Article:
Landscape Surrogate: Learning Decision Losses for Mathematical Optimization Under Partial Information

Part of Advances in Neural Information Processing Systems 36 (NeurIPS 2023) Main Conference Track

Bibtex Paper


Arman Zharmagambetov, Brandon Amos, Aaron Ferber, Taoan Huang, Bistra Dilkina, Yuandong Tian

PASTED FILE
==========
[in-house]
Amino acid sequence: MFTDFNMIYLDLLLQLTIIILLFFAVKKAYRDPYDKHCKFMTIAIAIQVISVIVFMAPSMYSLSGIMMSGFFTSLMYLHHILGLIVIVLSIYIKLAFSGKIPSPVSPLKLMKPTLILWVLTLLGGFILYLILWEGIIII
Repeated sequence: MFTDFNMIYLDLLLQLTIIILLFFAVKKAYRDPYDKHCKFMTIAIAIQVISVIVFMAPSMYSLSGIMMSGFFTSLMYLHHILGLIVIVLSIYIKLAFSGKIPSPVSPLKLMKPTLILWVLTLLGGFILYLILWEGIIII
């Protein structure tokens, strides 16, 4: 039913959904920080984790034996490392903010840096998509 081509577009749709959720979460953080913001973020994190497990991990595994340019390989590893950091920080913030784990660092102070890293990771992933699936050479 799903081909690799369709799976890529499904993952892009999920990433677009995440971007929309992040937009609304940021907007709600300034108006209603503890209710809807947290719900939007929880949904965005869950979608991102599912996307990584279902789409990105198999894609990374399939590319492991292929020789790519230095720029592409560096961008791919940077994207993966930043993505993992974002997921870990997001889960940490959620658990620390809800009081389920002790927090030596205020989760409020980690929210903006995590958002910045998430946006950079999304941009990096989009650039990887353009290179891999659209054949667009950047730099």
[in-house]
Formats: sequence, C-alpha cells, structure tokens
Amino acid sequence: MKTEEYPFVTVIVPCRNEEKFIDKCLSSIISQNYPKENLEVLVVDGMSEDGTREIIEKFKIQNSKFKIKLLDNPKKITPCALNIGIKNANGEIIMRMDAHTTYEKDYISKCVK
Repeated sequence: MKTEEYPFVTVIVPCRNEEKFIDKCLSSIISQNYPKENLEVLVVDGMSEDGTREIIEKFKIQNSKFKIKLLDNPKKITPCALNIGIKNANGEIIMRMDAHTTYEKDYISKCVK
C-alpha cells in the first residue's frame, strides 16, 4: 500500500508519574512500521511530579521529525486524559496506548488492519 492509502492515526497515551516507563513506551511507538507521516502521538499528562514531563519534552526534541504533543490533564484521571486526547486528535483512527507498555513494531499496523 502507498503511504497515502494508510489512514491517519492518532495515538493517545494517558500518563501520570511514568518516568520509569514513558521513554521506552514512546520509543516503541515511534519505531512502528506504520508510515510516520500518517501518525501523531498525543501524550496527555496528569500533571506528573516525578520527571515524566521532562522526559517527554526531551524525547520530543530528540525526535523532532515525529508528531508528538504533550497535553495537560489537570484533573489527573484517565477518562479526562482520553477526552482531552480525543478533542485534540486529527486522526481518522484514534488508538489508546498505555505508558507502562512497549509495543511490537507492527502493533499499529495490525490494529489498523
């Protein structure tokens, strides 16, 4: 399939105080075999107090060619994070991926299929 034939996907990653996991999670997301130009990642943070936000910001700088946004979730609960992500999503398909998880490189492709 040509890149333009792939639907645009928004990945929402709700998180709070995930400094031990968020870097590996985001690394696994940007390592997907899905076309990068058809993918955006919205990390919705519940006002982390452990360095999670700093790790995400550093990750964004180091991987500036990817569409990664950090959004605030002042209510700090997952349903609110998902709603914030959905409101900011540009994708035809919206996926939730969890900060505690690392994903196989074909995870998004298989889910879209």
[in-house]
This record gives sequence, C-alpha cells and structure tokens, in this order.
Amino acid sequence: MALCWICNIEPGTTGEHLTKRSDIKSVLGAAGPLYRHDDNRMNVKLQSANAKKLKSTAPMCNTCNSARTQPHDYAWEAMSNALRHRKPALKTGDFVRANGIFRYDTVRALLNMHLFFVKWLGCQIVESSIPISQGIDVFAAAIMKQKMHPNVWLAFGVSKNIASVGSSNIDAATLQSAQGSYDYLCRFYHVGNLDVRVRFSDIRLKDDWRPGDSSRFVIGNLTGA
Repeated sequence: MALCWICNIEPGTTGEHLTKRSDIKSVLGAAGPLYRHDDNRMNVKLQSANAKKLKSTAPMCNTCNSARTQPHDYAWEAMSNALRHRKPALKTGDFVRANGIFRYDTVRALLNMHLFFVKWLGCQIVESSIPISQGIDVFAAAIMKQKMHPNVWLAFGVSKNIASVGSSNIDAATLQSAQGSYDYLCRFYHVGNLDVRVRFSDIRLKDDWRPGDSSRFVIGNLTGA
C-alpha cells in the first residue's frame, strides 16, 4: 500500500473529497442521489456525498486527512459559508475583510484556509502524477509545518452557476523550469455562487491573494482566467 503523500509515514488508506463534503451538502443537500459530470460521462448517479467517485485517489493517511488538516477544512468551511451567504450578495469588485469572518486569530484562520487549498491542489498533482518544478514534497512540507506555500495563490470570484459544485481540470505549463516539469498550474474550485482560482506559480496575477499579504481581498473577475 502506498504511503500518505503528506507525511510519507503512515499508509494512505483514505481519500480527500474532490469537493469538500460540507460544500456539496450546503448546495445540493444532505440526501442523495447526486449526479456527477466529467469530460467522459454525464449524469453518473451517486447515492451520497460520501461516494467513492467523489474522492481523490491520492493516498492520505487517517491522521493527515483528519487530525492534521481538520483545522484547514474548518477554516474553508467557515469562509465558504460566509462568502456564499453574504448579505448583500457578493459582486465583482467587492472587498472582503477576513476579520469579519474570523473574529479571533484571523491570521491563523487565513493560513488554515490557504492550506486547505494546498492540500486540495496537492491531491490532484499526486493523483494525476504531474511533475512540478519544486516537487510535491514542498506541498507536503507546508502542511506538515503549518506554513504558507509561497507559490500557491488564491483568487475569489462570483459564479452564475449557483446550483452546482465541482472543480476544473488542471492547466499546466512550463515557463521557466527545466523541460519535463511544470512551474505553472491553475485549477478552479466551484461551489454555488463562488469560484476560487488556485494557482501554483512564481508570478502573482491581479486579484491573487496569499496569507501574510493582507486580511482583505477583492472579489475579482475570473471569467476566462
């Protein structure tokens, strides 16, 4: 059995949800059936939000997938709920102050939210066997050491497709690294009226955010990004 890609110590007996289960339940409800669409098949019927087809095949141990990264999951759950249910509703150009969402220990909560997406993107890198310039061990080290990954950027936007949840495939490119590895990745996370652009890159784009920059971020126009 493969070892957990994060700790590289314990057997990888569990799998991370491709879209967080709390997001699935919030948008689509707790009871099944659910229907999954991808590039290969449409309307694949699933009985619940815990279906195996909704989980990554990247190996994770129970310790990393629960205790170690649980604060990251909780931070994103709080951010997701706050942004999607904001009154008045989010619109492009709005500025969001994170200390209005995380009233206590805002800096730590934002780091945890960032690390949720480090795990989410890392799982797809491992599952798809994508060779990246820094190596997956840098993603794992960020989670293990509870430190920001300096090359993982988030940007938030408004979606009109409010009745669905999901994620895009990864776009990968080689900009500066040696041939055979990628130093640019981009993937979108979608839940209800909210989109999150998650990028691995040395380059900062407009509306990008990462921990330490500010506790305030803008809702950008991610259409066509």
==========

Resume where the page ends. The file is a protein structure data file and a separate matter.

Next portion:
Recent works in learning-integrated optimization have shown promise in settings where the optimization problem is only partially observed or where general-purpose optimizers perform poorly without expert tuning. By learning an optimizer $\mathbf{g}$ to tackle these challenging problems with $f$ as the objective, the optimization process can be substantially accelerated by leveraging past experience. The optimizer can be trained with supervision from known optimal solutions or implicitly by optimizing the compound function $f\circ \mathbf{g}$. The implicit approach may not require optimal solutions as labels and is capable of handling problem uncertainty; however, it is slow to train and deploy due to frequent calls to optimizer $\mathbf{g}$ during both training and testing. The training is further challenged by sparse gradients of $\mathbf{g}$, especially for combinatorial solvers. To address these challenges, we propose using a smooth and learnable **Landscape Surrogate** $\mathcal{M}$ as a replacement for $f\circ \mathbf{g}$. This surrogate, learnable by neural networks, can be computed faster than the solver $\mathbf{g}$, provides dense and smooth gradients during training, can generalize to unseen optimization problems, and is efficiently learned via alternating optimization. We test our approach on both synthetic problems, including shortest path and multidimensional knapsack, and real-world problems such as portfolio optimization, achieving comparable or superior objective values compared to state-of-the-art baselines while reducing the number of calls to $\mathbf{g}$. Notably, our approach outperforms existing methods for computationally expensive high-dimensional problems.